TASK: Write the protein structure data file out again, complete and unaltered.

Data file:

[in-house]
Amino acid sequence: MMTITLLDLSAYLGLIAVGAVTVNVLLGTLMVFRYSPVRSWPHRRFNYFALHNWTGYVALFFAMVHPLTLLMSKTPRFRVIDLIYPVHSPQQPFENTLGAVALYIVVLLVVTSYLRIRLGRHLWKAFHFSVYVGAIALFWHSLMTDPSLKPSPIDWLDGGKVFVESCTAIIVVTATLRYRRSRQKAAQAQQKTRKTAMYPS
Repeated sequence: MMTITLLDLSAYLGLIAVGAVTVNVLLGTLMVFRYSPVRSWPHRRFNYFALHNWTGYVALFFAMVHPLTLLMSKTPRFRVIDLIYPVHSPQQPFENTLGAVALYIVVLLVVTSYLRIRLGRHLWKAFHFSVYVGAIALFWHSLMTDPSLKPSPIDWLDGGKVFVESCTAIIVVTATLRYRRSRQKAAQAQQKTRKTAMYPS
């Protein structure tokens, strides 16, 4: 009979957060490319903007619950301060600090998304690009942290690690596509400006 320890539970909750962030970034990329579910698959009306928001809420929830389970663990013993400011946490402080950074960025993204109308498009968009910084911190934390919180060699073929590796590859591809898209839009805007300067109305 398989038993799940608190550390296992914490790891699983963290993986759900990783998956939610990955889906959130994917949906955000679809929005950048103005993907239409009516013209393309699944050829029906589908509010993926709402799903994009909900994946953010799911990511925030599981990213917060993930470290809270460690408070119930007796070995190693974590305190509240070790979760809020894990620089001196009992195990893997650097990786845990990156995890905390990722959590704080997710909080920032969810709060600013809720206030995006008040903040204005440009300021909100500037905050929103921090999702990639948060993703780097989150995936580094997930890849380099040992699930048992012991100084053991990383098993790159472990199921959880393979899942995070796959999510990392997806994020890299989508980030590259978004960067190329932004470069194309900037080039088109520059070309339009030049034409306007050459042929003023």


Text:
[in-house]
Amino acid sequence: MMTITLLDLSAYLGLIAVGAVTVNVLLGTLMVFRYSPVRSWPHRRFNYFALHNWTGYVALFFAMVHPLTLLMSKTPRFRVIDLIYPVHSPQQPFENTLGAVALYIVVLLVVTSYLRIRLGRHLWKAFHFSVYVGAIALFWHSLMTDPSLKPSPIDWLDGGKVFVESCTAIIVVTATLRYRRSRQKAAQAQQKTRKTAMYPS
Repeated sequence: MMTITLLDLSAYLGLIAVGAVTVNVLLGTLMVFRYSPVRSWPHRRFNYFALHNWTGYVALFFAMVHPLTLLMSKTPRFRVIDLIYPVHSPQQPFENTLGAVALYIVVLLVVTSYLRIRLGRHLWKAFHFSVYVGAIALFWHSLMTDPSLKPSPIDWLDGGKVFVESCTAIIVVTATLRYRRSRQKAAQAQQKTRKTAMYPS
């Protein structure tokens, strides 16, 4: 009979957060490319903007619950301060600090998304690009942290690690596509400006 320890539970909750962030970034990329579910698959009306928001809420929830389970663990013993400011946490402080950074960025993204109308498009968009910084911190934390919180060699073929590796590859591809898209839009805007300067109305 398989038993799940608190550390296992914490790891699983963290993986759900990783998956939610990955889906959130994917949906955000679809929005950048103005993907239409009516013209393309699944050829029906589908509010993926709402799903994009909900994946953010799911990511925030599981990213917060993930470290809270460690408070119930007796070995190693974590305190509240070790979760809020894990620089001196009992195990893997650097990786845990990156995890905390990722959590704080997710909080920032969810709060600013809720206030995006008040903040204005440009300021909100500037905050929103921090999702990639948060993703780097989150995936580094997930890849380099040992699930048992012991100084053991990383098993790159472990199921959880393979899942995070796959999510990392997806994020890299989508980030590259978004960067190329932004470069194309900037080039088109520059070309339009030049034409306007050459042929003023």